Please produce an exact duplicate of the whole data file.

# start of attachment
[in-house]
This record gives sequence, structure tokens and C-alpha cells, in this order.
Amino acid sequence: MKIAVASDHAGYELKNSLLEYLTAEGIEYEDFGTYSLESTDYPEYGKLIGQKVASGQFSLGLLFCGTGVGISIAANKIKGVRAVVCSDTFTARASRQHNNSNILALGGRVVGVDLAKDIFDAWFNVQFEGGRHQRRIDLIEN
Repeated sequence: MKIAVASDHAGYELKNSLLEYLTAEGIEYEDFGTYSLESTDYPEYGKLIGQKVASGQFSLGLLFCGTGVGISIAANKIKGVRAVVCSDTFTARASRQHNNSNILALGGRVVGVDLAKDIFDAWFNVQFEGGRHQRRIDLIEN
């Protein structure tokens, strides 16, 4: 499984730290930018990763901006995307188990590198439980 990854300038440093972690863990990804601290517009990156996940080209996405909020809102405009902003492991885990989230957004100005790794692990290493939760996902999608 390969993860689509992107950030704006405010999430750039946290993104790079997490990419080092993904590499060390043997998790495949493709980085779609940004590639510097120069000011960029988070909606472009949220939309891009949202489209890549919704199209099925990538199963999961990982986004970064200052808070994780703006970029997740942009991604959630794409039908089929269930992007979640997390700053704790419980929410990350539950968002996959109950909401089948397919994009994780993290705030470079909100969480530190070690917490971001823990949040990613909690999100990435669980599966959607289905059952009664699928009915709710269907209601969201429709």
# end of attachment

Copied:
[in-house]
This record gives sequence, structure tokens and C-alpha cells, in this order.
Amino acid sequence: MKIAVASDHAGYELKNSLLEYLTAEGIEYEDFGTYSLESTDYPEYGKLIGQKVASGQFSLGLLFCGTGVGISIAANKIKGVRAVVCSDTFTARASRQHNNSNILALGGRVVGVDLAKDIFDAWFNVQFEGGRHQRRIDLIEN
Repeated sequence: MKIAVASDHAGYELKNSLLEYLTAEGIEYEDFGTYSLESTDYPEYGKLIGQKVASGQFSLGLLFCGTGVGISIAANKIKGVRAVVCSDTFTARASRQHNNSNILALGGRVVGVDLAKDIFDAWFNVQFEGGRHQRRIDLIEN
């Protein structure tokens, strides 16, 4: 499984730290930018990763901006995307188990590198439980 990854300038440093972690863990990804601290517009990156996940080209996405909020809102405009902003492991885990989230957004100005790794692990290493939760996902999608 390969993860689509992107950030704006405010999430750039946290993104790079997490990419080092993904590499060390043997998790495949493709980085779609940004590639510097120069000011960029988070909606472009949220939309891009949202489209890549919704199209099925990538199963999961990982986004970064200052808070994780703006970029997740942009991604959630794409039908089929269930992007979640997390700053704790419980929410990350539950968002996959109950909401089948397919994009994780993290705030470079909100969480530190070690917490971001823990949040990613909690999100990435669980599966959607289905059952009664699928009915709710269907209601969201429709």